About Elder Abuse

By: Michael G. Conner, Psy.D,

Revised: May 21, 2014

Elder Abuse is Against the Law In Most States

What is Elder Abuse?

Elder abuse may be physical or psychological. Elder abuse may be committed by a younger caregiver or household member upon an older friend or relation, or may occur between two older people who live together. Elder abuse can occur even when there is genuine love and affection between the people involved. Forms of elder abuse may be physical, emotional, financial or a combination of all three.

Elder abuse may take many forms, including:

  • hitting or slapping
  • withholding food/medication
  • unnecessary use of physical restraints
  • yelling or insulting
  • threats of violence
  • misuse of funds
  • theft
  • fraud

It is estimated that one out of every ten elders lives in a situation that may lead to Elder Abuse

It may be difficult to tell whether Elder Abuse is occurring, and even more difficult to get the people in the situation to talk about it. It may be hidden by isolation or disguised by what seems to be a pleasant home setting.

Why Does Elder Abuse Occur?

Elder Abuse can begin with seemingly normal conflicts and negative interactions that can gradually build up to abusive situations. Usually, in a situation where abuse occurs, one person is providing for the other in some way, while the other is reliant upon that person for much or all of their care.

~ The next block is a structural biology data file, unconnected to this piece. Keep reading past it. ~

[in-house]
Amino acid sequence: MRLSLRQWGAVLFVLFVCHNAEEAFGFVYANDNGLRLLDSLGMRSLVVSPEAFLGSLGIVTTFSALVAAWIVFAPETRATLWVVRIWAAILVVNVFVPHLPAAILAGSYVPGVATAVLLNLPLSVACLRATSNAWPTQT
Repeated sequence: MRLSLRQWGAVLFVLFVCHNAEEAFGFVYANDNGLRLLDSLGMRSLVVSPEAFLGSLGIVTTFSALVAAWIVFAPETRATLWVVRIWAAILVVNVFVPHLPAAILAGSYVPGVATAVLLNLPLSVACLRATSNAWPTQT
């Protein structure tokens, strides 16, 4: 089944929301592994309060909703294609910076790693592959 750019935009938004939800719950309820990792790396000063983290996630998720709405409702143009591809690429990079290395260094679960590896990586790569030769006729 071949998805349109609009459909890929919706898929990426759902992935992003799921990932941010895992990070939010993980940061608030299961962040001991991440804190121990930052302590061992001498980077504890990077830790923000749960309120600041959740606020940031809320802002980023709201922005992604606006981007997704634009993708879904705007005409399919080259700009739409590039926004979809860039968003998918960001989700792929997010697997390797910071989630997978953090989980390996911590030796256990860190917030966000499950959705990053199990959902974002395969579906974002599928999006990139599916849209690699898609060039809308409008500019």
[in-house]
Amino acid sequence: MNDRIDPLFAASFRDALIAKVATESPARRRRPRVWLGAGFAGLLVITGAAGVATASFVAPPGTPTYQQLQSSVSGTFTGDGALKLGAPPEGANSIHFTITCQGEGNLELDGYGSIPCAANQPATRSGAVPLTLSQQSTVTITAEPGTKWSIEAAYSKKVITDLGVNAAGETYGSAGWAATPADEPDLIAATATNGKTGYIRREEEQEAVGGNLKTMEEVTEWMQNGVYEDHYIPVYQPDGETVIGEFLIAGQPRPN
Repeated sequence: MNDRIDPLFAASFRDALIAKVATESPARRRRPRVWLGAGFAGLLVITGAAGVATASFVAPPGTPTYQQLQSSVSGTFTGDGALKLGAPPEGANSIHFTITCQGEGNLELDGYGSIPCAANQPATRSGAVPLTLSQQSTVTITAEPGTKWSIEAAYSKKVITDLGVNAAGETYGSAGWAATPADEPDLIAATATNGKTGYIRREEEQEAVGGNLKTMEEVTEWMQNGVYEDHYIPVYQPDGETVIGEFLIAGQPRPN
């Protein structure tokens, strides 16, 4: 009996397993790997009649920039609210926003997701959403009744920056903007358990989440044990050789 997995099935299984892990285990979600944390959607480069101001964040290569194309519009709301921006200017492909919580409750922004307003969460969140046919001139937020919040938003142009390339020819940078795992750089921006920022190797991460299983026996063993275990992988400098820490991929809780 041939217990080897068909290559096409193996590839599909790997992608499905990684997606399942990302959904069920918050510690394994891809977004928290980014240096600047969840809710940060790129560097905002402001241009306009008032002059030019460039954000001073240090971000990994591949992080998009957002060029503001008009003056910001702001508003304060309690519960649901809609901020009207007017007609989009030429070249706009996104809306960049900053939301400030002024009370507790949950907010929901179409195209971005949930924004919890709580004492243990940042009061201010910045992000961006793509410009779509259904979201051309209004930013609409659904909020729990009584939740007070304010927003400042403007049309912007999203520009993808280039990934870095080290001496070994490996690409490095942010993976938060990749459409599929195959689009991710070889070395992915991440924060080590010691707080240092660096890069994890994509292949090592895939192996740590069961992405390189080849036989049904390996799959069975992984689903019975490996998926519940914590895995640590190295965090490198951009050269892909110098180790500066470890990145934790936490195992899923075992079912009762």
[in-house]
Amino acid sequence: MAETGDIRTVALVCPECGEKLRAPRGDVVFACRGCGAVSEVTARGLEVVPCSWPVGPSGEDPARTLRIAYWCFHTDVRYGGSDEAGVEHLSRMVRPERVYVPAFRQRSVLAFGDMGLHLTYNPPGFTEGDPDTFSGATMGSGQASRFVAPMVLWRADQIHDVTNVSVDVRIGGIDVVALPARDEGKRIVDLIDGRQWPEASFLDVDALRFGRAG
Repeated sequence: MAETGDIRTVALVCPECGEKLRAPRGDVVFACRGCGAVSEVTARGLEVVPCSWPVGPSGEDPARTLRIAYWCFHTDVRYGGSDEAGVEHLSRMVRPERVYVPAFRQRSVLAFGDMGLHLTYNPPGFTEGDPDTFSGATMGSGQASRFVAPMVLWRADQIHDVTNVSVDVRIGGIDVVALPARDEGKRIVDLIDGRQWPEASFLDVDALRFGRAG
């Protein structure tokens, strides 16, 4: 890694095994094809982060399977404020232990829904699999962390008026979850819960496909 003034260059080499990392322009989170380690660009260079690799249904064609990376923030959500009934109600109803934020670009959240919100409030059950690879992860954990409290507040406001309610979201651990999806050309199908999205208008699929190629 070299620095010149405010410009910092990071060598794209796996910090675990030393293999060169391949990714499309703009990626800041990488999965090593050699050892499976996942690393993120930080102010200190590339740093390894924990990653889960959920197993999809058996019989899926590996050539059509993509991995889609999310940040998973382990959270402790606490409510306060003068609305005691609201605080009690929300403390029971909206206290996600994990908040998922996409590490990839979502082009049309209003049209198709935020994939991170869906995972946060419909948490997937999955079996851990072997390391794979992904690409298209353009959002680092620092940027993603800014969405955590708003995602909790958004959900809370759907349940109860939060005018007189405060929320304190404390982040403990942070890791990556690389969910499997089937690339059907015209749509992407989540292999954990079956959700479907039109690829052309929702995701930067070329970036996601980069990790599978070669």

Elder Abuse may occur for a variety of reasons, but the most common contributing factors are:

  • Stress created by the care needs of the elder
  • Inadequate financial resources
  • Isolation and lack of emotional support for elders and their caregivers
  • Existing family problems and dynamics

Its important to remember that abuse can occur in any situation. The abuser may be a relative, caregiver, spouse, a neighbor, or even a salesperson.

What Does the Law Say About Elder Abuse?

In the United States, all states except two (North Dakota and Pennsylvania) have laws against elder abuse. In Oregon, there are laws specifically focused on abuse of persons 65 or older, injury, neglect, or failure to care for residents of any age in nursing homes, and protective service to anyone over 18 who is aged blind, or disabled.

Who is Required by Law to Report Elder Abuse?

Oregon Law requires that the following people report elder abuse employees of:

  • Mental Health Programs
  • Oregon Human Resources Department
  • County Health Department
  • Senior Centers
  • Nursing Facilities
  • Hospitals
  • Public Officials Working with Elderly
  • Physical and Occupational Therapists
  • Information and Referral Workers
  • Outreach Workers
  • Legal Counselors for Nursing Home Residents
  • Nurses
  • Social Workers
  • Physicians
  • Police Officers

In addition, the following private citizens are required to report elder abuse:

  • Clergy Members
  • Relatives of Nursing Home Residents

What Should I do If I Suspect or Know That Elder Abuse is Occurring?

Call your local Area Agency on Aging, or your local Law Enforcement Agency.